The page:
Skiers satisfied in Sochi, but where's the yogurt?
Krasnaya Polyana, Russia • Alpine skiers arriving at the Olympics are amazed by the lift facilities at the Rosa Khutor resort. And they say the security isn't nearly as much of a bother as they expected.
One of the only complaints so far is that there isn't much in the way of training slopes.
And one major food item is missing at breakfast in the athletes village.
"There is no yogurt," said Aksel Lund Svindal, the Norwegian who won a medal of each color at the 2010 Vancouver Games. "And that's kind of my go-to thing every morning muesli and natural yogurt so I don't get too much sugar. That seems to be a hard thing to track down."
Official men's and women's downhill training sessions don't start until Thursday, so skiers were allowed only on a tight training slope Wednesday.
"There's not a lot of training space," American skier Julia Mancuso said. "The courses crisscross too much and there's nowhere to really ski. So that's too bad. There is a lot of off-piste. It's kind of a narrow valley with two downhills taking up all the space."
The first medal event in Alpine is also one of the biggest the men's downhill Sunday. The first women's race is the super-combined Monday.
"Everything looks fine. It's pretty amazing what they built here since the last time," said Ivica Kostelic of Croatia, who won the super-combined at the test event here two years ago. "There's a whole city down there now. It's something that not a lot of countries could afford."
American downhiller Steven Nyman missed the test event because of injury, so this is his first time here.
"The resort is insane. What they've done here and built up is massive," Nyman said. "It's probably the best lift-access ski resort in the world. When this is all done, to go and ski all this stuff will be incredible.
"We toured around yesterday, checked out the slopestyle venue and cheered on some of our guys testing the course. Then we walked through town and all the shops and everything. The other guys said last time there were two hotels and now the entire riverfront is covered. The whole Olympic vibe is here."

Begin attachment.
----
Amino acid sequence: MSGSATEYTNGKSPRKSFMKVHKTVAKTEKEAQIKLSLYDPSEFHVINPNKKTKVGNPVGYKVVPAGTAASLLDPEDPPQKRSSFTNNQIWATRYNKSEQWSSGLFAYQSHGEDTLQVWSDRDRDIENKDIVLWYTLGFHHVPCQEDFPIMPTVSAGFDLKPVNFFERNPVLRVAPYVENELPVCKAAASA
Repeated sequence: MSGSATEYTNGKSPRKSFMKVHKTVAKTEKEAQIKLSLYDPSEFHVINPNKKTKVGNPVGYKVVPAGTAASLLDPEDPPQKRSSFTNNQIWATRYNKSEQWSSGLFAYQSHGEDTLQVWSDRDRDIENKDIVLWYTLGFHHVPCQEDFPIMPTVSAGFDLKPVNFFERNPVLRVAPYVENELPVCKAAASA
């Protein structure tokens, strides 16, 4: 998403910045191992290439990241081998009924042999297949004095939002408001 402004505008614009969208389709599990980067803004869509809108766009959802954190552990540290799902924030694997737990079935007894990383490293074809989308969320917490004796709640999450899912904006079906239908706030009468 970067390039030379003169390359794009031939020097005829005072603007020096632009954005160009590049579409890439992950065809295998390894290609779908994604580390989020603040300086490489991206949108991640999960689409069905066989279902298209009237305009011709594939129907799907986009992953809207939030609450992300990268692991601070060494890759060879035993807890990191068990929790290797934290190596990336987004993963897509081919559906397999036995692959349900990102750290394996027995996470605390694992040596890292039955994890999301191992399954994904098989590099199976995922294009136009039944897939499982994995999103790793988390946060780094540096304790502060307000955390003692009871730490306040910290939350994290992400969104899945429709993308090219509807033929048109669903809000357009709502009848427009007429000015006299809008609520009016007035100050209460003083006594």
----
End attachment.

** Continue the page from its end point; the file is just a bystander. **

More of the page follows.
The weather has been clear and sunny for several days but with the temperature above freezing in the finish area, snow conditions are varied.
"The snow is great on the training hill," Peter Fill of Italy said. "Obviously it will be different on the race hill. The coaches told me there are several types of snow on the course: On top it's very compact and aggressive, then it gets a bit icy in the middle, then it's spring-like on the bottom."
Most skiers are staying in an Olympic Village halfway up the mountain, providing easy access to the gondolas and lifts.
"Everyone was afraid of Sochi but it's really great," said Christof Innerhofer, another top Italian skier. "Even the security controls are nothing extra compared to Vancouver. The rooms are nice and large, the food is good.
"The thing I like most is meeting other athletes in the village. Yesterday afternoon I met a few girls in the gym," added Innerhofer, who is known on the circuit as somewhat of a playboy.
Svindal is rooming with teammate Kjetil Jansrud and one other Norwegian.
"It's like being in camp," Svindal said. "We have two rooms with the same bathroom."
Snowboarders, freestyle skiers and other athletes are staying in the same village as the Alpine skiers.
"In Alpine skiing we're like a class from one school And then we meet all these other kids from the other schools," Svindal said. "It's kind of fun."
The U.S. skiers are staying outside the village in their own setup a bit further down the valley.
"We've got a cook from USOC. We're cooking some good old American meals," said American downhiller Marco Sullivan, who will be competing in his third Olympics. "Actually, we had pad thai last night."
AP Sports Writer Pat Graham contributed to this report.
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